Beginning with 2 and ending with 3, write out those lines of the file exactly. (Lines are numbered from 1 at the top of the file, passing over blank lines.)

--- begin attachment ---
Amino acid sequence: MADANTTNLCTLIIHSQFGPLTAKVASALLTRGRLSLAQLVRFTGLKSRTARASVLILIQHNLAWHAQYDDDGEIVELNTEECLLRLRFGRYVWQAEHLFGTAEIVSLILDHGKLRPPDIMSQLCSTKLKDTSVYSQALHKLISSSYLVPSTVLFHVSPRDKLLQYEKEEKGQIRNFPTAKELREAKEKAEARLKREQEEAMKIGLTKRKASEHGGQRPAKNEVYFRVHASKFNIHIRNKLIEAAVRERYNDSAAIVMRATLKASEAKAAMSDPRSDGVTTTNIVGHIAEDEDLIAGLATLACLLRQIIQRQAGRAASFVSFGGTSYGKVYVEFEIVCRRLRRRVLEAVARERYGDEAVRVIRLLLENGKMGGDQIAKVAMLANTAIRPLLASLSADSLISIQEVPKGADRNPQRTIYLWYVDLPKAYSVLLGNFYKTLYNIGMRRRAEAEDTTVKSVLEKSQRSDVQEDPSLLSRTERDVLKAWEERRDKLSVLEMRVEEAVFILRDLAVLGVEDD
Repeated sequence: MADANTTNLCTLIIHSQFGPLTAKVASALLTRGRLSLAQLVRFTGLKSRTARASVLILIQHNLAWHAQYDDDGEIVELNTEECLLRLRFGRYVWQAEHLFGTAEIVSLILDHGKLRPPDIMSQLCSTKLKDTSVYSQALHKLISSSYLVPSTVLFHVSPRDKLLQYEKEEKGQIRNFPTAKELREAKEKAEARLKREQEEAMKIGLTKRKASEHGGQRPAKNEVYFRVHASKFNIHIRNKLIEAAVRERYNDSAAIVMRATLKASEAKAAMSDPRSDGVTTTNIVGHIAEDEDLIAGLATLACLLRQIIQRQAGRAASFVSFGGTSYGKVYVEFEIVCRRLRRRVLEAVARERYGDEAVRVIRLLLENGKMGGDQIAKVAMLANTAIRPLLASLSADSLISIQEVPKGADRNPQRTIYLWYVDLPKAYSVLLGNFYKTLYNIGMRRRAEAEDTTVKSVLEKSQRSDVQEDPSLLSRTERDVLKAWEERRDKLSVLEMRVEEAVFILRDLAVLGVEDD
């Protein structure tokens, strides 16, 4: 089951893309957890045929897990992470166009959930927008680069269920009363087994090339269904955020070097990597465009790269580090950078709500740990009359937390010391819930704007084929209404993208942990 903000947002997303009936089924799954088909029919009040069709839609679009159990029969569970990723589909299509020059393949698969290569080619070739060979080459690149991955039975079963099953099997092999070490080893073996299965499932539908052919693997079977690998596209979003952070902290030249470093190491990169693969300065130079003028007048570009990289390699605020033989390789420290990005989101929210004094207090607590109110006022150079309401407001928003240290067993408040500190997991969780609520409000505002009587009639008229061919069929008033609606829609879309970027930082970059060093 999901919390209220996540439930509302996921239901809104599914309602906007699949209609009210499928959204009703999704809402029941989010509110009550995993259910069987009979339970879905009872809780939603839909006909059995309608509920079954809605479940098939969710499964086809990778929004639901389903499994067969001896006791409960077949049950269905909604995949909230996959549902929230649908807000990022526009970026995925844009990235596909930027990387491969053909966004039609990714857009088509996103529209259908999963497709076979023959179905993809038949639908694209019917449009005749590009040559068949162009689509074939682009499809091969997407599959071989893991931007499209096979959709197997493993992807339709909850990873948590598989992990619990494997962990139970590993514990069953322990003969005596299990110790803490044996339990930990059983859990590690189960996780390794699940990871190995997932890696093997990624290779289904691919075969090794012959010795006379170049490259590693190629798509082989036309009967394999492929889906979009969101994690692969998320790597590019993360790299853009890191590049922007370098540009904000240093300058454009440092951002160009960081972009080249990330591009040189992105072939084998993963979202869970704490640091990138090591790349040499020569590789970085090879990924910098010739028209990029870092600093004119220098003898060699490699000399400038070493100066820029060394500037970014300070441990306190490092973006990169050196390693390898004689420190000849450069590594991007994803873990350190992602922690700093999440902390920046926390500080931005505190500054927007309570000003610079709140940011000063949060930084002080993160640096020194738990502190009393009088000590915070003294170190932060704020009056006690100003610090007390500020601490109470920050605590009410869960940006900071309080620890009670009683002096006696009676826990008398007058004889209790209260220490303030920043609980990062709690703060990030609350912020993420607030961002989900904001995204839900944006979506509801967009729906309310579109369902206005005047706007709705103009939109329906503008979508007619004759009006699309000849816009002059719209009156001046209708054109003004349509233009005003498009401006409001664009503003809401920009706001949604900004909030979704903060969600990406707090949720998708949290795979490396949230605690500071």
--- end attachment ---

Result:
Repeated sequence: MADANTTNLCTLIIHSQFGPLTAKVASALLTRGRLSLAQLVRFTGLKSRTARASVLILIQHNLAWHAQYDDDGEIVELNTEECLLRLRFGRYVWQAEHLFGTAEIVSLILDHGKLRPPDIMSQLCSTKLKDTSVYSQALHKLISSSYLVPSTVLFHVSPRDKLLQYEKEEKGQIRNFPTAKELREAKEKAEARLKREQEEAMKIGLTKRKASEHGGQRPAKNEVYFRVHASKFNIHIRNKLIEAAVRERYNDSAAIVMRATLKASEAKAAMSDPRSDGVTTTNIVGHIAEDEDLIAGLATLACLLRQIIQRQAGRAASFVSFGGTSYGKVYVEFEIVCRRLRRRVLEAVARERYGDEAVRVIRLLLENGKMGGDQIAKVAMLANTAIRPLLASLSADSLISIQEVPKGADRNPQRTIYLWYVDLPKAYSVLLGNFYKTLYNIGMRRRAEAEDTTVKSVLEKSQRSDVQEDPSLLSRTERDVLKAWEERRDKLSVLEMRVEEAVFILRDLAVLGVEDD
């Protein structure tokens, strides 16, 4: 089951893309957890045929897990992470166009959930927008680069269920009363087994090339269904955020070097990597465009790269580090950078709500740990009359937390010391819930704007084929209404993208942990 903000947002997303009936089924799954088909029919009040069709839609679009159990029969569970990723589909299509020059393949698969290569080619070739060979080459690149991955039975079963099953099997092999070490080893073996299965499932539908052919693997079977690998596209979003952070902290030249470093190491990169693969300065130079003028007048570009990289390699605020033989390789420290990005989101929210004094207090607590109110006022150079309401407001928003240290067993408040500190997991969780609520409000505002009587009639008229061919069929008033609606829609879309970027930082970059060093 999901919390209220996540439930509302996921239901809104599914309602906007699949209609009210499928959204009703999704809402029941989010509110009550995993259910069987009979339970879905009872809780939603839909006909059995309608509920079954809605479940098939969710499964086809990778929004639901389903499994067969001896006791409960077949049950269905909604995949909230996959549902929230649908807000990022526009970026995925844009990235596909930027990387491969053909966004039609990714857009088509996103529209259908999963497709076979023959179905993809038949639908694209019917449009005749590009040559068949162009689509074939682009499809091969997407599959071989893991931007499209096979959709197997493993992807339709909850990873948590598989992990619990494997962990139970590993514990069953322990003969005596299990110790803490044996339990930990059983859990590690189960996780390794699940990871190995997932890696093997990624290779289904691919075969090794012959010795006379170049490259590693190629798509082989036309009967394999492929889906979009969101994690692969998320790597590019993360790299853009890191590049922007370098540009904000240093300058454009440092951002160009960081972009080249990330591009040189992105072939084998993963979202869970704490640091990138090591790349040499020569590789970085090879990924910098010739028209990029870092600093004119220098003898060699490699000399400038070493100066820029060394500037970014300070441990306190490092973006990169050196390693390898004689420190000849450069590594991007994803873990350190992602922690700093999440902390920046926390500080931005505190500054927007309570000003610079709140940011000063949060930084002080993160640096020194738990502190009393009088000590915070003294170190932060704020009056006690100003610090007390500020601490109470920050605590009410869960940006900071309080620890009670009683002096006696009676826990008398007058004889209790209260220490303030920043609980990062709690703060990030609350912020993420607030961002989900904001995204839900944006979506509801967009729906309310579109369902206005005047706007709705103009939109329906503008979508007619004759009006699309000849816009002059719209009156001046209708054109003004349509233009005003498009401006409001664009503003809401920009706001949604900004909030979704903060969600990406707090949720998708949290795979490396949230605690500071």